One had heard and read tremendous things about the meanwhile also frequently conducting violinist or violinist leonidas kavakos, especially from the USA. But from up close, things always look a little different. As conducting soloist of the vienna symphony orchestra he could not really convince in the coarse hall. They made it really easy for him.
Mozart's G major violin concerto K. 216 right at the beginning showed his dilemma. He was so busy conducting the orchestral introduction that he did not have time to concentrate on his own performance. And that was then promptly bumpily botched. For this reason, he should not have tried to conduct the orchestra, even if he had only one bar break. That was completely excessive. For the orchestra had its florian zwiauer, who had been in the orchestra from the 1. Pult from the load well held together and steered.
Surely the result would have been better if there had been a conductor next to kavakos on the podium, who had ensured his concentration on his playing, who had relieved him of the pressure of having to be his own partner. Thus kavakos' playing remained flat, dynamically unstructured, always the same in the repetitions, without an arc of tension, pointed in tone – in short: delivered. For kavakos was always good when he could be sure that no one expected anything from him: in the cadenzas. He was really good then.
No, mozart's G major concerto has been heard better and more gently, even in a large hall. Kavakos seems to pay for his conducting with a stagnation as a violinist.
A little movement is not enough
And the price is too high. Because with conducting it is such a thing. Kavakos is not an organizer, not a structurer, not a sound controller, not someone who thinks ahead a few beats and prepares changes while conducting, but rather he models what he hears with his hands and sometimes transforms it into a somewhat unwieldy expressive dance. An orchestra does not have much of this but a constant trouble spot in the front center.
One must compliment the viennese very roughly make how, under these conditions, not only joseph haydn's symphony nr. 83 with the sound-painting name "the hen", but above all played franz schuberts rough c-major symphony. But the quality of this orchestra was shown above all in wonderful individual performances, which made listening a pleasure.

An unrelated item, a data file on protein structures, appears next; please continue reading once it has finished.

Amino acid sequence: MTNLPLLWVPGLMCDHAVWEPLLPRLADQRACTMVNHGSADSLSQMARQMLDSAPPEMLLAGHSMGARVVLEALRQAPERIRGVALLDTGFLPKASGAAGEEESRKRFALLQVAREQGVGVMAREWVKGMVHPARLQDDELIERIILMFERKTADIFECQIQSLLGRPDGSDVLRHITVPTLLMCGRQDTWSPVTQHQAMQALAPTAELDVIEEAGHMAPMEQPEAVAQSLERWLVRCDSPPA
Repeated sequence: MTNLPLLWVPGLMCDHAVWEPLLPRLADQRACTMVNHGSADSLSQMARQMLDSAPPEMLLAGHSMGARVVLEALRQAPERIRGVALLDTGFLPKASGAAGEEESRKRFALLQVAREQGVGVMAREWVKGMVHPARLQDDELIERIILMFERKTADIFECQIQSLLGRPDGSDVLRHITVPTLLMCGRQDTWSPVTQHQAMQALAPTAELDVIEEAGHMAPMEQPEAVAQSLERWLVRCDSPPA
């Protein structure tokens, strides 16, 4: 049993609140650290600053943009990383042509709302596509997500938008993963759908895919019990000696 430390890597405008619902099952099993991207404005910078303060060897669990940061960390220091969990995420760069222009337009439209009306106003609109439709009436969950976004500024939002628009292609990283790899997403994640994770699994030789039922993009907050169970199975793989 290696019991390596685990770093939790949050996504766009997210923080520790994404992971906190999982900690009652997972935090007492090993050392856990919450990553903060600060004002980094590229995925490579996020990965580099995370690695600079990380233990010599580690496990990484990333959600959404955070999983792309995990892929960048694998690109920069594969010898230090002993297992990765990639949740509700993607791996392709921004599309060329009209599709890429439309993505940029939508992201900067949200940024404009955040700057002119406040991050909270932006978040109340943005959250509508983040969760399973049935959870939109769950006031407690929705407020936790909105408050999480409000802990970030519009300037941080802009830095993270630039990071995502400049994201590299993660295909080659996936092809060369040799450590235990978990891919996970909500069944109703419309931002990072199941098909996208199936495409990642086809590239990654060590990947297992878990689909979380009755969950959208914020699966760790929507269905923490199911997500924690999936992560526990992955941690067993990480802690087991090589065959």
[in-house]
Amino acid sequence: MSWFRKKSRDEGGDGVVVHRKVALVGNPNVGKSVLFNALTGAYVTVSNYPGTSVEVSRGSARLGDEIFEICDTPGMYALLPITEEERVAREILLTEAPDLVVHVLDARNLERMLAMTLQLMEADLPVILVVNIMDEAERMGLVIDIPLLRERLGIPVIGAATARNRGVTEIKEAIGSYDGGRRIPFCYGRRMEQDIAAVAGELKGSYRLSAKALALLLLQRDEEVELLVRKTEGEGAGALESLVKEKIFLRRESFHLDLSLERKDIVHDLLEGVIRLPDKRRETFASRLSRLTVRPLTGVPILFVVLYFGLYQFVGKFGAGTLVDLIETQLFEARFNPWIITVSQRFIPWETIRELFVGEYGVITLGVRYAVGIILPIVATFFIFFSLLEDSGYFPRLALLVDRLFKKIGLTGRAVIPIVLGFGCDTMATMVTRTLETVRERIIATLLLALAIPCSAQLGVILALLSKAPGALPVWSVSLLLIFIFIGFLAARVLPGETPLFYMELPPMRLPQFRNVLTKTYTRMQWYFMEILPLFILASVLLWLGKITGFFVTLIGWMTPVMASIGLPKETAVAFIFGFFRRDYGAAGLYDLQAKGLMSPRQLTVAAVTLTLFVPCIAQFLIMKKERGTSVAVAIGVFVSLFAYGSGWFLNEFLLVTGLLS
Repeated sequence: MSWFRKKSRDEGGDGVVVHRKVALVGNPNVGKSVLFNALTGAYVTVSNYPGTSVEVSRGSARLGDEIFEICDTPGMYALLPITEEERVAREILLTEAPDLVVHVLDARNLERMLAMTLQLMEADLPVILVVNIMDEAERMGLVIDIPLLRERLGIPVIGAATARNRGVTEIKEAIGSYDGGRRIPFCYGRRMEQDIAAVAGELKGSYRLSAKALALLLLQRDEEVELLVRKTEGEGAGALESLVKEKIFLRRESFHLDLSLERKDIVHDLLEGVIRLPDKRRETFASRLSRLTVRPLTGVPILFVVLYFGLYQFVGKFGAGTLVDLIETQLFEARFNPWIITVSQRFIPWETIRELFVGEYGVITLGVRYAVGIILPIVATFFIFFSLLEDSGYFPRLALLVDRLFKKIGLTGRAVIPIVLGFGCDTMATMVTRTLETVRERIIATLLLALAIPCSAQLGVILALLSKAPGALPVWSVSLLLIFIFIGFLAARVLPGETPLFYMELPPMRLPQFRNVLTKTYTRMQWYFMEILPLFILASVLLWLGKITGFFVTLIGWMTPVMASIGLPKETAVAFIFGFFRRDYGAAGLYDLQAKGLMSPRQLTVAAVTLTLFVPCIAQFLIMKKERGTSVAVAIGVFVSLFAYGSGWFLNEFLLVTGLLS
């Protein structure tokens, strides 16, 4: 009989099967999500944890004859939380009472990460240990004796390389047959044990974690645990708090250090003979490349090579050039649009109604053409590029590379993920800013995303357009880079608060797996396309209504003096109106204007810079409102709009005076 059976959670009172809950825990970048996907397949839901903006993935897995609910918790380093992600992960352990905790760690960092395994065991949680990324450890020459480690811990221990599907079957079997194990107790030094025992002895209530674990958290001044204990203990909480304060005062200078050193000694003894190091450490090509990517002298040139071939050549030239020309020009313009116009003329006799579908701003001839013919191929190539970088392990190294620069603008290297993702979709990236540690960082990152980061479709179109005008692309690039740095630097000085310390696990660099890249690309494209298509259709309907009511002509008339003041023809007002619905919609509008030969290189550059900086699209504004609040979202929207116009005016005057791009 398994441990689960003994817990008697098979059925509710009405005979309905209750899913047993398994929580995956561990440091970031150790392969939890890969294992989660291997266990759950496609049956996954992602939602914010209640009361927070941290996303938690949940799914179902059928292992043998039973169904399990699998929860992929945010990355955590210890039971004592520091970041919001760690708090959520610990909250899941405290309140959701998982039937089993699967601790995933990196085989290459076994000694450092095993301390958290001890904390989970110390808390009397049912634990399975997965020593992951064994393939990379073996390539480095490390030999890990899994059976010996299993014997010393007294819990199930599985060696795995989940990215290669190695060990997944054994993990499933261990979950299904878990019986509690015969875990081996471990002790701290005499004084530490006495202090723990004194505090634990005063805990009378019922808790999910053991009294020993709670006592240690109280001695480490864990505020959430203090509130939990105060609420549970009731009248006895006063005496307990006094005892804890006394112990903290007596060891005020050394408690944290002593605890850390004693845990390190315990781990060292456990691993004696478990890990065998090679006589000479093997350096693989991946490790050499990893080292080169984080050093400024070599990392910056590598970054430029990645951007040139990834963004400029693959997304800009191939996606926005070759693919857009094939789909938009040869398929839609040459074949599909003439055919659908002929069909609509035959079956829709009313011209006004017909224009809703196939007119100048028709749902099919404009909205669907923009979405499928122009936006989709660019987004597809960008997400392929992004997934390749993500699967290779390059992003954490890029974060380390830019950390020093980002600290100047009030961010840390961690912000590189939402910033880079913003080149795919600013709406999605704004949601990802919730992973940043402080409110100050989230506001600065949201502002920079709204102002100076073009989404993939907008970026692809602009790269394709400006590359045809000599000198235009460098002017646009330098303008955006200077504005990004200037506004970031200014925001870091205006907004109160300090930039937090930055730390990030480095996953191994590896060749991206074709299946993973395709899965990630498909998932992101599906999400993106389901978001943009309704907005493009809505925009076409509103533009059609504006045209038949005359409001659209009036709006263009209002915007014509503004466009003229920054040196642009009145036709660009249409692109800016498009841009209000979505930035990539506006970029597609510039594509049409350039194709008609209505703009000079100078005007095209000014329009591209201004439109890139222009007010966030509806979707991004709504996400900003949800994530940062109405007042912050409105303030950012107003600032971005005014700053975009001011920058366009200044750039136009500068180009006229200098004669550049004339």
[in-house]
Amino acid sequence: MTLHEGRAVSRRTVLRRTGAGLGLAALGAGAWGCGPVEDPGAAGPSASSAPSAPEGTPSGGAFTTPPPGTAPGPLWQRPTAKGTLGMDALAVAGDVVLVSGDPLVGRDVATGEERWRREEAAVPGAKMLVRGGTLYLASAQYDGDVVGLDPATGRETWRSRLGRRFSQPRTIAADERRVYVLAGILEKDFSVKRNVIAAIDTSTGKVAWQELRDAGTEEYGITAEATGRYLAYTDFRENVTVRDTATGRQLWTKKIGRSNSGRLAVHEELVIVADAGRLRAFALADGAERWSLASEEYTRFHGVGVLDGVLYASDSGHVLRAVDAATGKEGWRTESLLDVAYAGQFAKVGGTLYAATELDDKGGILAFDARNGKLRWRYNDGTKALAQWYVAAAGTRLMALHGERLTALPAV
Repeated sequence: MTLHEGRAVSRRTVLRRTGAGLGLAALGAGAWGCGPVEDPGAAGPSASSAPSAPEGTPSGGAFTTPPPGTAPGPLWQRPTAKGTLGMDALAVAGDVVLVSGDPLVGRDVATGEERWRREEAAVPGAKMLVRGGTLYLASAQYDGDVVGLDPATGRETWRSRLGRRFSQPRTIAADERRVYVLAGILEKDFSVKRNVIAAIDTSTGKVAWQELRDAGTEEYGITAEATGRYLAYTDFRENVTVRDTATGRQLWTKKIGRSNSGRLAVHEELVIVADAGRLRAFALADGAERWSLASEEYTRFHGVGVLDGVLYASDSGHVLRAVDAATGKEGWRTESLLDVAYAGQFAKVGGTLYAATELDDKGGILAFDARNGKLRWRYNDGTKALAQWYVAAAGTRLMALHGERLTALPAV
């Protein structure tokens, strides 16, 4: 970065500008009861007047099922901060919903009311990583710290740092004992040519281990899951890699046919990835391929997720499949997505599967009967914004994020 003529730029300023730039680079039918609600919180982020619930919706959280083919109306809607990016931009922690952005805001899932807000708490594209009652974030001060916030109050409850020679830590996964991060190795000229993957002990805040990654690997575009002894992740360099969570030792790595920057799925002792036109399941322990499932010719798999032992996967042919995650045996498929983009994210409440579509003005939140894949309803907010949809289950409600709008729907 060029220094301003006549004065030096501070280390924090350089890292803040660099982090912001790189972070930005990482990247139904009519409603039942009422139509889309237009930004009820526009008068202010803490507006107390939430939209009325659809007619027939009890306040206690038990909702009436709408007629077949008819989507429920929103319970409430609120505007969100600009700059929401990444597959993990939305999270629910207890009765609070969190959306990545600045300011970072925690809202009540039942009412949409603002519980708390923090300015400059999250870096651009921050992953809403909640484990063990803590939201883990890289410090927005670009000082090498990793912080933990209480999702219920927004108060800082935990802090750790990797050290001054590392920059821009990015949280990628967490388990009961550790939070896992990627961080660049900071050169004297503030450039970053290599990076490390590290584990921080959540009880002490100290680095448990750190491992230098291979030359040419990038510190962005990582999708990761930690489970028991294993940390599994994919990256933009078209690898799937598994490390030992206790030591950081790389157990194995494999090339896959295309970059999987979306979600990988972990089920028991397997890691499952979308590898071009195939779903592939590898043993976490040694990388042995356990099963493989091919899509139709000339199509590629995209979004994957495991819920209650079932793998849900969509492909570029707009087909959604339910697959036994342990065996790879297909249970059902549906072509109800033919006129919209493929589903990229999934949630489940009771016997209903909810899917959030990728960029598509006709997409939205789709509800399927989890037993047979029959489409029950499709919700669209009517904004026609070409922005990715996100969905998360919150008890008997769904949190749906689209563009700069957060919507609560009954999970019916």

But the sum of individual master performances is not necessarily a masterpiece. The problem was that kavakos never actually hit a precise one. This had two consequences: if the tone does not come precisely on the first beat – this is also known from jazz, where musicians prefer to play even before the beat – no tension can build up, because the arc of tension has no anchor point. And besides, the danger is great that the overall sound becomes impractical queasy. The fact that this happened to the viennese a few times does not speak against them; it can happen to any orchestra. The self-defense of the rough orchestra, when the one fails, is that it organizes itself. This means that they play versions that they know and "on it" have. And the viennese symphony orchestra is not the worst at that
On the small service road
If it had not been so embarrassing for the conductor had it not been so embarrassing for the conductor, one could have enjoyed how the first pulps seamlessly communicated with each other around the conductor. Only at one point, at a ritardando in the first movement, did one have the impression that kavakos had set this as a conductorial scent mark. For there he laughed afterwards to the violins like a victor, whom the rough orchestra had actually followed. If he had really wanted to convince, then he would have had to make considerably more of the lead in order to clarify the structures, especially of the C major symphony.
Leonidas kavakos should decide for violin or conducting in the interest of his artistic intrinsic value. Both may be a bit much, and there are very few instrumentalists who have really made the step up to conducting without losing substance. He should choose the violin. He already has the technique from which music can emerge.